Criticised for throwing away an opportunity for Charles Leclerc to close the gap in the title fight, Mattia Binotto has hit back – saying Ferrari made the “right” call, the “proper one”.
Ferrari were again accused by pundits and fans alike of botching Leclerc’s strategy at the British Grand Prix, and it was not the first time such comments have been aimed at the Scuderia.
The Monégasque driver, who lined up on the grid 49 points behind Max Verstappen, was leading the race when there was a late Safety Car for Esteban Ocon’s stricken Alpine.
While the drivers behind him, including his team-mate Carlos Sainz, pitted for brand new soft tyres, Ferrari left Leclerc out on 16-lap-old hard tyres.
He did not even finish on the podium, P4 while Sainz took the win, with Binotto criticised in the foreign press for dropping the ball.
Asked to respond to his critics, the Italian told ESPN: “What would they have done differently?
“I think the decision we took was the right one, the proper one, each single time. Should we have stopped at the Safety Car is maybe the only one we are questioning, I think.
“If we would have stopped him, maybe the others would have stayed out and he would have maybe been fourth on soft tyres. On the other side, would he have been able to recover the position? Not sure.
“I think obviously with hindsight it’s easy to say we could have done [something] differently. Again, we have a Safety Car at the wrong moment when we are leading the race comfortably.”
Leclerc ⚔️ Perez ⚔️ Hamilton
— Formula 1 (@F1) July 3, 2022
Leclerc has spoken of his “disappointment” at being left out on track, saying he was told to “stay out” by Ferrari’s strategist.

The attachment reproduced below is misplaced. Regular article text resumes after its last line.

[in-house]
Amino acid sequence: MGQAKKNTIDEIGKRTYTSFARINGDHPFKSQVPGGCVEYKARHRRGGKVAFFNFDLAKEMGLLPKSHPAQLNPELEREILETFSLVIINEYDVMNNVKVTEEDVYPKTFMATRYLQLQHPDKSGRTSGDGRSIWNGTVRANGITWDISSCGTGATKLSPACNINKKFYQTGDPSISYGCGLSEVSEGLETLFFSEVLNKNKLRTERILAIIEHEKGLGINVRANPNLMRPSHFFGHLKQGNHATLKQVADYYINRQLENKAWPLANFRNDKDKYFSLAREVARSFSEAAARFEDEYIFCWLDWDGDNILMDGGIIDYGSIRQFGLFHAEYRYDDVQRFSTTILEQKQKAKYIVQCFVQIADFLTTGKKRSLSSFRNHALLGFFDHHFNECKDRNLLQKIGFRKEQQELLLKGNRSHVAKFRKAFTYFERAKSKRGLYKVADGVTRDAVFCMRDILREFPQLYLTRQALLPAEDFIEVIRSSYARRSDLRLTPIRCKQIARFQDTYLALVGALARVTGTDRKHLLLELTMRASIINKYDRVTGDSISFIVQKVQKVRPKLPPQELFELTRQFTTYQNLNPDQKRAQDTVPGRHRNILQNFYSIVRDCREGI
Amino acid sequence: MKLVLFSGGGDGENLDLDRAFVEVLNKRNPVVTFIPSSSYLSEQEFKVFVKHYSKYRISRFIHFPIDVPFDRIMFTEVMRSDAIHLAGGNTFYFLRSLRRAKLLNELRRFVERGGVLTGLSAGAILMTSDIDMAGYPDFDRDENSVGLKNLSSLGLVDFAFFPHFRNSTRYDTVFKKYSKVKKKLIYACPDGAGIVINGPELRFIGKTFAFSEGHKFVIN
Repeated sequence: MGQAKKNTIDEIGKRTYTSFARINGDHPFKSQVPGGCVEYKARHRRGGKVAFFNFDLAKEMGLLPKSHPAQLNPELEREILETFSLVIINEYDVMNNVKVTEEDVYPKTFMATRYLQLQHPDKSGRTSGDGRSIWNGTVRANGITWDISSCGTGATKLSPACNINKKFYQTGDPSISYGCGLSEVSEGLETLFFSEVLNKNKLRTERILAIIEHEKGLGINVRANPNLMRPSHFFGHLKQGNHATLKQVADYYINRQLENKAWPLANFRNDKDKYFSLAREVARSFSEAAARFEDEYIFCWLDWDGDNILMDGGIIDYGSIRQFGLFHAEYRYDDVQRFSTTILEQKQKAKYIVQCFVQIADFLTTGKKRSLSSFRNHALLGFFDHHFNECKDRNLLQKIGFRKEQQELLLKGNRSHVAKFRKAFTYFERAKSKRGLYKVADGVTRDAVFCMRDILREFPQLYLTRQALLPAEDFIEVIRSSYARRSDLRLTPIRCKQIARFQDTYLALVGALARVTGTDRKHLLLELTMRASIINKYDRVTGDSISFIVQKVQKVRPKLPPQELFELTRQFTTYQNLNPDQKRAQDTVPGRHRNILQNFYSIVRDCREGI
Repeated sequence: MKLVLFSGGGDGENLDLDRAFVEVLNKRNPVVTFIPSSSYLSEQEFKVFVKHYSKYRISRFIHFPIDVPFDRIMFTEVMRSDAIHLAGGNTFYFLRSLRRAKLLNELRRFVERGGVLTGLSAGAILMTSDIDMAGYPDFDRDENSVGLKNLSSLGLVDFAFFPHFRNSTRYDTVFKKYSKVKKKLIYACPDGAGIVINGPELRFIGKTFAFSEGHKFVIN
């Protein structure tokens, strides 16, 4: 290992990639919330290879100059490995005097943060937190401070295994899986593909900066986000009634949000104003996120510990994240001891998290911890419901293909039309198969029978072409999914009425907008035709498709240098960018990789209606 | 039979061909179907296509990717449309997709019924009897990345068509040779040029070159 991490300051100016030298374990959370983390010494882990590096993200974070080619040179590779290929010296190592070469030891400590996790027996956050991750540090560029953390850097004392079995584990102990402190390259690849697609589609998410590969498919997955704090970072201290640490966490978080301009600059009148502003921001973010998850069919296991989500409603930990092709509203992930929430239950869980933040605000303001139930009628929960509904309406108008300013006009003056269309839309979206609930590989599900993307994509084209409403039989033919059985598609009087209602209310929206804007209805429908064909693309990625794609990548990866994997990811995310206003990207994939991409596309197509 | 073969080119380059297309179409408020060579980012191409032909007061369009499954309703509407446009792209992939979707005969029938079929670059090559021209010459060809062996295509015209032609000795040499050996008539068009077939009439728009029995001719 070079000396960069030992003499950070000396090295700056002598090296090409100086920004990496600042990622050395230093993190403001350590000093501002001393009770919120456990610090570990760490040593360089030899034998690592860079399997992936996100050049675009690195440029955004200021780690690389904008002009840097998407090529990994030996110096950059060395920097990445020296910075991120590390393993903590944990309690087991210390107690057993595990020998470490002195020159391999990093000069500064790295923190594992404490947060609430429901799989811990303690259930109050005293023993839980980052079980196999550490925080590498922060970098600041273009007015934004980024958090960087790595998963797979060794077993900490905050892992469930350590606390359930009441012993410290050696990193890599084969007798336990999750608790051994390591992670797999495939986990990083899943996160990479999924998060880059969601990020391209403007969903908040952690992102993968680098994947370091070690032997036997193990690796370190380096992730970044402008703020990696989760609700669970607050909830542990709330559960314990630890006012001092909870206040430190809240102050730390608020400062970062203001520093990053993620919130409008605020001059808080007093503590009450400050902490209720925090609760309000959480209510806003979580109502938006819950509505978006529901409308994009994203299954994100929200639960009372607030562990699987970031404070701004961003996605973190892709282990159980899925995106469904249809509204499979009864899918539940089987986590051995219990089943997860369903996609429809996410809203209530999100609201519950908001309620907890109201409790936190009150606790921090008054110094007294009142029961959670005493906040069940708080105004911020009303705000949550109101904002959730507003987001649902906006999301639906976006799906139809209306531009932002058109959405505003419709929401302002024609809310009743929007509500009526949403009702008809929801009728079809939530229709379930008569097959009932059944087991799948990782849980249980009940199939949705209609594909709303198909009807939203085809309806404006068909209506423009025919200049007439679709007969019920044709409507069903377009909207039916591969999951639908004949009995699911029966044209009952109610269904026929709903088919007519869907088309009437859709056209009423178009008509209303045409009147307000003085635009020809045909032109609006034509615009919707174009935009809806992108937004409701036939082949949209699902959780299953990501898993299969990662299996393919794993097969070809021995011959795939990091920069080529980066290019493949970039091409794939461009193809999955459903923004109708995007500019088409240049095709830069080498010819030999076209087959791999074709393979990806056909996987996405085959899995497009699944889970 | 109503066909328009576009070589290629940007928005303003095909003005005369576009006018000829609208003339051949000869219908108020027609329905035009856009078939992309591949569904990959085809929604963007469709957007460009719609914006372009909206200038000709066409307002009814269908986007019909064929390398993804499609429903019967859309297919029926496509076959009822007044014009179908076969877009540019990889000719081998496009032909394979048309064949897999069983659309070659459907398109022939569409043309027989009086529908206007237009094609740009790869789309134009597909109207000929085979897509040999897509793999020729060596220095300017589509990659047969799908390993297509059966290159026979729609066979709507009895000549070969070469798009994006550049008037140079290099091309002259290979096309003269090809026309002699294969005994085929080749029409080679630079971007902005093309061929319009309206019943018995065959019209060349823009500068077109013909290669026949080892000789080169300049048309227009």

He added: “For me it wasn’t the right decision, but it’s like this.”
Binotto explained Ferrari’s decision-making.
“What happened was our two cars were too close to stop both of them, so we had to take a decision [on which one to stop],” he said.
“We were the only one with two cars fighting for the good positions, the other teams had one car and certainly the decisions are a lot easier.
“In our case, we had the two cars and there was not a sufficient gap to stop both of them because the second would have lost time at the pit-stop and fallen back.
“So why then by deciding to stop one did we stop Carlos? Because Charles had the track position and was leading, so he would have remained the leader of the race. Because his tyres were fresher than the ones Carlos had [before the Safety Car period], I think six or seven laps less than the ones Carlos had and in better shape.
“And Carlos by stopping and still being second, he would have stopped the others, at least in the first couple of corners when we knew starting on the hards would be the most difficult. So that was the reason we decided.
“And then we were hoping for more tyre degradation on the softs to give Charles maybe a difficult three or four laps initially but recovering later on, but the softs didn’t degrade as we were hoping.”
Scoring just 12 points on Sunday, Leclerc is 43 behind Verstappen, who was P7 after his RB18 suffered damage.
Highlights from the British Grand Prix
Put simply, it was a quite remarkable British Grand Prix on Sunday.